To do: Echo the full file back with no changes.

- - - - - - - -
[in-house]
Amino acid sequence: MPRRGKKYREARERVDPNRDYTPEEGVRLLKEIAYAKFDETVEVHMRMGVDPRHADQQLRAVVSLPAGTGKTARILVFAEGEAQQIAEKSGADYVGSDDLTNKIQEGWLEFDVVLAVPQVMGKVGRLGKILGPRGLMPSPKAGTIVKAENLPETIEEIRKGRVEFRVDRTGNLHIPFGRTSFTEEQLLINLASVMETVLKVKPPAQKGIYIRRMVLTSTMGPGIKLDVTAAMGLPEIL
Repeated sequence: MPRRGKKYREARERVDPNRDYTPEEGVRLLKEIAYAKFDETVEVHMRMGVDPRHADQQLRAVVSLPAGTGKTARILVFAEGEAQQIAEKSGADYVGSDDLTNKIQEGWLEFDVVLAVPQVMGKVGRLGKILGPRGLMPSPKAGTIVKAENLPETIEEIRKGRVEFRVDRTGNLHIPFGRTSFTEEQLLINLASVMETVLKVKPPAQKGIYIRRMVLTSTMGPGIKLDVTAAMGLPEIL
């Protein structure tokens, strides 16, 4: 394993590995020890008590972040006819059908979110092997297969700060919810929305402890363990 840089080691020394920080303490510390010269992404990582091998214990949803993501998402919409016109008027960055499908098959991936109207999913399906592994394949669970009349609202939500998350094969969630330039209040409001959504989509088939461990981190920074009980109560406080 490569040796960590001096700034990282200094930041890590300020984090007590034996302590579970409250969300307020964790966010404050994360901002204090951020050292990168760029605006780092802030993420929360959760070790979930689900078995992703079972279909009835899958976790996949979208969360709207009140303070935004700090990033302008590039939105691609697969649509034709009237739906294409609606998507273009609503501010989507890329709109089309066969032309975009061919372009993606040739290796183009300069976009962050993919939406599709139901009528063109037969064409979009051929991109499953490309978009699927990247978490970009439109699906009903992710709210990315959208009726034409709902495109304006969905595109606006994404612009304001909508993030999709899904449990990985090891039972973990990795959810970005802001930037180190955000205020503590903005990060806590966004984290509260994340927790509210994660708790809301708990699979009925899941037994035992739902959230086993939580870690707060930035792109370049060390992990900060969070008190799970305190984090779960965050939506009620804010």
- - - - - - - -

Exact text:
[in-house]
Amino acid sequence: MPRRGKKYREARERVDPNRDYTPEEGVRLLKEIAYAKFDETVEVHMRMGVDPRHADQQLRAVVSLPAGTGKTARILVFAEGEAQQIAEKSGADYVGSDDLTNKIQEGWLEFDVVLAVPQVMGKVGRLGKILGPRGLMPSPKAGTIVKAENLPETIEEIRKGRVEFRVDRTGNLHIPFGRTSFTEEQLLINLASVMETVLKVKPPAQKGIYIRRMVLTSTMGPGIKLDVTAAMGLPEIL
Repeated sequence: MPRRGKKYREARERVDPNRDYTPEEGVRLLKEIAYAKFDETVEVHMRMGVDPRHADQQLRAVVSLPAGTGKTARILVFAEGEAQQIAEKSGADYVGSDDLTNKIQEGWLEFDVVLAVPQVMGKVGRLGKILGPRGLMPSPKAGTIVKAENLPETIEEIRKGRVEFRVDRTGNLHIPFGRTSFTEEQLLINLASVMETVLKVKPPAQKGIYIRRMVLTSTMGPGIKLDVTAAMGLPEIL
């Protein structure tokens, strides 16, 4: 394993590995020890008590972040006819059908979110092997297969700060919810929305402890363990 840089080691020394920080303490510390010269992404990582091998214990949803993501998402919409016109008027960055499908098959991936109207999913399906592994394949669970009349609202939500998350094969969630330039209040409001959504989509088939461990981190920074009980109560406080 490569040796960590001096700034990282200094930041890590300020984090007590034996302590579970409250969300307020964790966010404050994360901002204090951020050292990168760029605006780092802030993420929360959760070790979930689900078995992703079972279909009835899958976790996949979208969360709207009140303070935004700090990033302008590039939105691609697969649509034709009237739906294409609606998507273009609503501010989507890329709109089309066969032309975009061919372009993606040739290796183009300069976009962050993919939406599709139901009528063109037969064409979009051929991109499953490309978009699927990247978490970009439109699906009903992710709210990315959208009726034409709902495109304006969905595109606006994404612009304001909508993030999709899904449990990985090891039972973990990795959810970005802001930037180190955000205020503590903005990060806590966004984290509260994340927790509210994660708790809301708990699979009925899941037994035992739902959230086993939580870690707060930035792109370049060390992990900060969070008190799970305190984090779960965050939506009620804010």